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Collective Memory: Jack Jackson, 1941-2006
posted June 13, 2006
Jack "Jaxon" Jackson, a cartoonist whose influence was so varied he was a seminal figure in underground comix, alternative comics and the rise of the graphic novel, died Thursday, June 8 according to reports emanating from one of his publishers, Fantagraphics Books. He had less than a month ago turned 65 years old.
Jackson was born in 1941 in Texas. He is widely considered the first underground cartoonist, making the transition from doing comics in various underground publications and college humor-style magazines to making his own God Nose
in 1964. Five years later, as the scene had developed Jackson found a wider place in it, co-founding Rip-Off Press.
Starting in the late 1970s, Jackson's career made a shift the likes of which are rarely seen in any art form when he became a chronicler of Texas, and through it American, history. Scrupulously researched works like Los Tejanos
, Lost Cause
and Comanche Moon
, some of which were touched with a hint of with deranged fantasy and some of which weren't, were collected at first into graphic novels while the later one were born of that form. Jackson's histories were studies in misapprehension and out-of-control appetites, authoritative portraits of a region whose future was shaped from the buffeting winds of greed and desire. Of all the early graphic novels that appeared in the late 1970s, Jackson's were the most like the form as we understand it now, and would stand out the least were they published for the first time today.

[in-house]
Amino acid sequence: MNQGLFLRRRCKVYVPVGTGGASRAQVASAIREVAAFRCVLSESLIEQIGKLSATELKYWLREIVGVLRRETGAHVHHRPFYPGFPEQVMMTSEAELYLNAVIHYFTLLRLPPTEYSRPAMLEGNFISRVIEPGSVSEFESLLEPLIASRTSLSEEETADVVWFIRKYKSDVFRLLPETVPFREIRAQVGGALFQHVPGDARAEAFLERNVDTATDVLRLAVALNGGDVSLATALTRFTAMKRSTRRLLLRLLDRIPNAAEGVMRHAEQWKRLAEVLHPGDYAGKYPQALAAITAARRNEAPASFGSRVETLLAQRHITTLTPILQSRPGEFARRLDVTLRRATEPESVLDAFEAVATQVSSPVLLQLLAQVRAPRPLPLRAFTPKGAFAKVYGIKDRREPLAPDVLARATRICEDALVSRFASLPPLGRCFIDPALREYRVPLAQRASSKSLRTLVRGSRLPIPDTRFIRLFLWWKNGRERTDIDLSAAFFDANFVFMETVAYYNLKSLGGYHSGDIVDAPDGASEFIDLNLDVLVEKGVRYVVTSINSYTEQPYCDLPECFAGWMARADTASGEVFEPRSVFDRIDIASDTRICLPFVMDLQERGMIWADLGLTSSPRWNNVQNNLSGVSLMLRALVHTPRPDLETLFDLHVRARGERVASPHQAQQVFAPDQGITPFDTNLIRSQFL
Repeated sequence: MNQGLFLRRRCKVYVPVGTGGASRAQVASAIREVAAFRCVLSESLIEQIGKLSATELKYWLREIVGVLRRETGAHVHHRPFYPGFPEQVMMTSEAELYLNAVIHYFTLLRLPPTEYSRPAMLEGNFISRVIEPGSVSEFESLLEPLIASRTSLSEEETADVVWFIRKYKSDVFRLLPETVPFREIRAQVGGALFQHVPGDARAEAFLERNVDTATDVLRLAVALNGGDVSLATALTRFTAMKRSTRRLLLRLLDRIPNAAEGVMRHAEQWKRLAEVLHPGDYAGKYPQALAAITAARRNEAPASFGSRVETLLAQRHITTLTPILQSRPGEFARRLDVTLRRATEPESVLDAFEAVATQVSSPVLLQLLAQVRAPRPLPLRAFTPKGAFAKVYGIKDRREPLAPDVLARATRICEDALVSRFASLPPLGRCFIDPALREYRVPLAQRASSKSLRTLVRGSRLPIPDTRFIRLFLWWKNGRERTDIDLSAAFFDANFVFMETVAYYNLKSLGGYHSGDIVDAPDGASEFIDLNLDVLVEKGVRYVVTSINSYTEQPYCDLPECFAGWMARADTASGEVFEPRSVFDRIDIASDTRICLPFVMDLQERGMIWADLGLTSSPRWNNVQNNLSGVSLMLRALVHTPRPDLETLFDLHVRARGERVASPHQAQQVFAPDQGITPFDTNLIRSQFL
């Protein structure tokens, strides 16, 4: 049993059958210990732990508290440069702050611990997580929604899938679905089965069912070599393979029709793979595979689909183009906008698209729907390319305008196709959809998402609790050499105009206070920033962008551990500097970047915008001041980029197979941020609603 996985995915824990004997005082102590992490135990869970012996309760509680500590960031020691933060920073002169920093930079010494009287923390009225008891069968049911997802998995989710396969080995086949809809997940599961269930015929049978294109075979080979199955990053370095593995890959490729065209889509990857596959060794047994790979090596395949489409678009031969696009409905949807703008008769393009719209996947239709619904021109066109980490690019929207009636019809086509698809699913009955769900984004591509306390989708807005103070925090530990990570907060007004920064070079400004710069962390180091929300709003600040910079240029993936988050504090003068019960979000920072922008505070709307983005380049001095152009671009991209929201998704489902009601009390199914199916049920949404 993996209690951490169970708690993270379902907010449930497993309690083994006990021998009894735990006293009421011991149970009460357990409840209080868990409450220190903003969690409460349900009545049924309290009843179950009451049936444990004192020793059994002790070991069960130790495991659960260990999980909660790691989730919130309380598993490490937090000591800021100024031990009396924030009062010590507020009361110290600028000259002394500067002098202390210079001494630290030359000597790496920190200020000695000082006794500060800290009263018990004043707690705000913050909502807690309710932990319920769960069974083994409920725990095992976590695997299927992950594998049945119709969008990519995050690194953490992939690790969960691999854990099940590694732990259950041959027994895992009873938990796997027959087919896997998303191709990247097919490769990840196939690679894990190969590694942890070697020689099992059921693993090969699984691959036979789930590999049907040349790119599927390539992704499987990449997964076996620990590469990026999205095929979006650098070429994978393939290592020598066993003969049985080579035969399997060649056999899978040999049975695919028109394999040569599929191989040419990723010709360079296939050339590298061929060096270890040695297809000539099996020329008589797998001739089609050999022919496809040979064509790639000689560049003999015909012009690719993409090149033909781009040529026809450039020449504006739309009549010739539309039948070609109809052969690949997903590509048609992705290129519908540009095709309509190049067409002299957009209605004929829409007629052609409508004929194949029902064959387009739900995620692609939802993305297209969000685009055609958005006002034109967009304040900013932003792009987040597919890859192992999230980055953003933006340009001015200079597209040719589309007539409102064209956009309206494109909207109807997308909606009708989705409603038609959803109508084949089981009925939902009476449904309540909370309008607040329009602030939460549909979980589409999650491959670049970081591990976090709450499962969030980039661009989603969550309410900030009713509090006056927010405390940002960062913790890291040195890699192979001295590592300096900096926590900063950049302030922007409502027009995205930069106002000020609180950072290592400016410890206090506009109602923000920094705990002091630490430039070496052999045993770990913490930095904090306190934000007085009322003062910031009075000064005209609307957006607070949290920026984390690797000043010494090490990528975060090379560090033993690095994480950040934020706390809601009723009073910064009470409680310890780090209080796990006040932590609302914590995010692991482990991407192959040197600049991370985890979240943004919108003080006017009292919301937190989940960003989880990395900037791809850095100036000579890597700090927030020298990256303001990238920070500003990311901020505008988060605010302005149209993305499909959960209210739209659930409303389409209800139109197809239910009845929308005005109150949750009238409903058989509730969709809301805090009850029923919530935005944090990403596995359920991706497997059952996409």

What made Jackson's work a compelling force was that these insights were communicated from some of the most pungent, terrific art of the underground generation. At first glance, Jackson's art work is much like the classically rendered mainstream comics art of the 1950s, something by John Severin or Joe Maneely. But spending time with Jackson's art, it takes on a more evocative role, the expressive line hinting at the natural state of man. The feathering on an officer's coat might suggest decay, while Jackson's figures were sensual and violent. Jackson's Texas was capable of grotesquery and atrocity because Jackson's art was able to communicate extreme, transcendent moments without hesitation or shame.
Jack Jackson, author of the first underground comic, a driving force behind the first independent underground publisher, creator of the first Fantagraphics graphic novel, and the owner of an esteemed body of work to match anyone in his field, will be missed by his peers and by fans of the art form. Friends of a man described by publisher Gary Groth as a gentleman and a scholar will miss those personal qualties as well.
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